Book stacked on shelves, desks and tables in a book reviewer's dining room.

The St. Paul, Minnesota, dining room of book reviewer Laurie Hertzel.

By Laurie Hertzel

In a few days I am going to start hauling books from the front hallway out into the front yard for a giant give-away. Neighbors will come, and friends, and folks I don’t know, and I hope everyone finds something they like and all the books find new homes.

How many books? I don’t know. Hundreds. What kinds? All kinds. Over the past few weeks I packed ten cartons to give, and then I ran out of boxes and started piling books on top of the radiator. It now holds six stacks, each about two feet high, and there are more piles on the floor.

This is the third time I’ve done a serious cull of my books. The first time was in 2014. I’d been a book review editor for the Minneapolis StarTribune for five years by then, and books were coming into the house at a furious clip. The shelves were jammed. The dining room table was covered. So, too, the bedside table, the bedroom floor, the bedroom radiator, my desk, my other desk and the dining room floor.

Still, getting rid of any books seemed impossible. I couldn’t find any that needed to go. When I picked up a book I hadn’t read, I wanted to read it; if it was a book I’d read, I wanted to keep it. Books are the diary of my life; when I scan a shelf, I see pieces of my past in the spines.

I did try. But when I opened dusty books, I found long-forgotten ephemera — photographs, letters, bookmarks from bookstores long since closed. Some books had been gifts, signed by the giver. Some books had been my father’s, signed by him.

In the end, I got rid of the paperbacks. That felt easy. The print was small, the pages were brittle, the spines had lost their glue. This bought me time; paperbacks took up three shelves, which I immediately filled with books from the table and the floor.

The second cull, during COVID, was easier. This time I took every book off the shelf, one at a time, and studied it. Had I read it? If not, why not? If so, would I read it again? I thought in terms of moving, even though we had no plans to go anywhere: Would I want to haul this book to a different house?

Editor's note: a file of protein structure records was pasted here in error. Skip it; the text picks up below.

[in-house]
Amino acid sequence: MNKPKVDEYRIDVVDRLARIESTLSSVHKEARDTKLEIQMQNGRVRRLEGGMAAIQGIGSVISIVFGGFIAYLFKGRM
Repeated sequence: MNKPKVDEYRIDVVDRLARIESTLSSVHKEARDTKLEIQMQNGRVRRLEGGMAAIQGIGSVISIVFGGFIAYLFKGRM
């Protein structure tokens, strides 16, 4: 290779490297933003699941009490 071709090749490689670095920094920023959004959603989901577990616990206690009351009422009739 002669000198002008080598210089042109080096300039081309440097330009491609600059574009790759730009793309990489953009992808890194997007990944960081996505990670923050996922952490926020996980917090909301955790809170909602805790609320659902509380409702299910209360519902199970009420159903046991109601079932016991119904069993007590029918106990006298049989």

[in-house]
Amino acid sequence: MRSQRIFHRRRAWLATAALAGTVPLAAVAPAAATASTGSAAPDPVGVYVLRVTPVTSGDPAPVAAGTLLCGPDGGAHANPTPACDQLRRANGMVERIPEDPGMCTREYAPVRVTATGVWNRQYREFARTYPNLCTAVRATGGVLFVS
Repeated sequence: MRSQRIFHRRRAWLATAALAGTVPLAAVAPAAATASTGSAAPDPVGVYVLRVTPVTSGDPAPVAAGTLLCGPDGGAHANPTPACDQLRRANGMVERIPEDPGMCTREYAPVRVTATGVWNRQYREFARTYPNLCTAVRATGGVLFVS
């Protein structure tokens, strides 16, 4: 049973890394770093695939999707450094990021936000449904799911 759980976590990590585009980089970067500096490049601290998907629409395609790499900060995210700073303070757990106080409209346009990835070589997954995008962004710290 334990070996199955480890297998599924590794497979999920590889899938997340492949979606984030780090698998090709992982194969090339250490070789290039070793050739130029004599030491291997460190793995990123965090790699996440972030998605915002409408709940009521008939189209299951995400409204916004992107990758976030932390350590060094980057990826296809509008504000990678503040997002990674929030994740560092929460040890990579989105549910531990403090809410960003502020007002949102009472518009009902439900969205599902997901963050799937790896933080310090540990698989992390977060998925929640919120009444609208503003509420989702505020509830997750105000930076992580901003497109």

That year I filled more than a dozen cartons and held my first big Front Yard Give-Away. It was a delight. Friends I hadn’t seen since before lockdown showed up, and even though the books were free, some people left gifts on my front step: flowers, candy, homemade jam.

Most of the books disappeared. Those that didn’t I donated to libraries (both Little Free and public).

Now it is four years later, and the books have somehow reproduced. This time, culling is harder. During the first two clean-outs I cut to the bone. This time I am looking critically at the bone itself. I make a plan:

  1. Get rid of duplicates. This is not easy, because the books I have in duplicate are books I love, such as Mary McCarthy’s “Memories of a Catholic Girlhood,” a wonderful memoir that is also an exercise in how flawed memory can be. I teach memoir writing, so it’s a good book to have on hand. But do I really need three copies?
  2. Do not keep every book an author has written. Calvin Trillin takes up more than a shelf. So do John McPhee and Anne Tyler. Maybe I should just keep their best work and let the others go. (Maybe.)
  3. Say goodbye to pleasant novels — books that I enjoyed but will not read again.
  4. Don’t be afraid to cull books I haven’t yet read. If I haven’t read it by now, perhaps I never will.
  5. Reconsider those thick biographies. Yes, I am interested in Ulysses S. Grant and Barbara Pym, but maybe not interested enough. But be careful. I thought the same of Richard Holbrooke and gave away George Packer’s delightful “Our Man” in the Purge of 2020 — then had to buy it again when I needed it for a talk.
  6. Coffee table books! Beautiful to look at, gorgeous to possess, but will I ever actually read them? Swallow hard, and be ruthless. The folks who attend the give-away will be thrilled to find these.

Of course I am violating this plan freely. I am keeping multiple copies of B.J. Chute’s 1956 novel “Greenwillow;” it’s a soothing, peaceful book that I send to friends who are going through a hard time. I need to have a good supply. I am keeping both editions of Dermot Healy’s “Long Time No See” because I love that book; the U.S. edition and the U.K. edition are different, and both are beautiful. And I am keeping all of the Anne Tylers; I re-read them during lockdown, and who knows when there might be another pandemic?

Now I see that the forecast for this weekend calls for rain, so the book giveaway might have to wait. I look at the stacks in the hallway, and I find myself wanting them to be gone. They are no longer books, but baggage. That’s a good thing.

I spy gaps on the shelves. I can’t remember what used to be there, and that, too, is a good thing. Now I can think not of what is gone, but of what is yet to come.

Books stacked for a give-away by Minnesota book reviewer Laurie Hertzel

Angus watches over books waiting to be hauled out for the give-away.

* * *

Laurie Hertzel is the former book editor of the Minneapolis Star Tribune. She now reviews books for several newspapers and teaches in the MFA in Narrative Nonfiction program at the University of Georgia.

Further Reading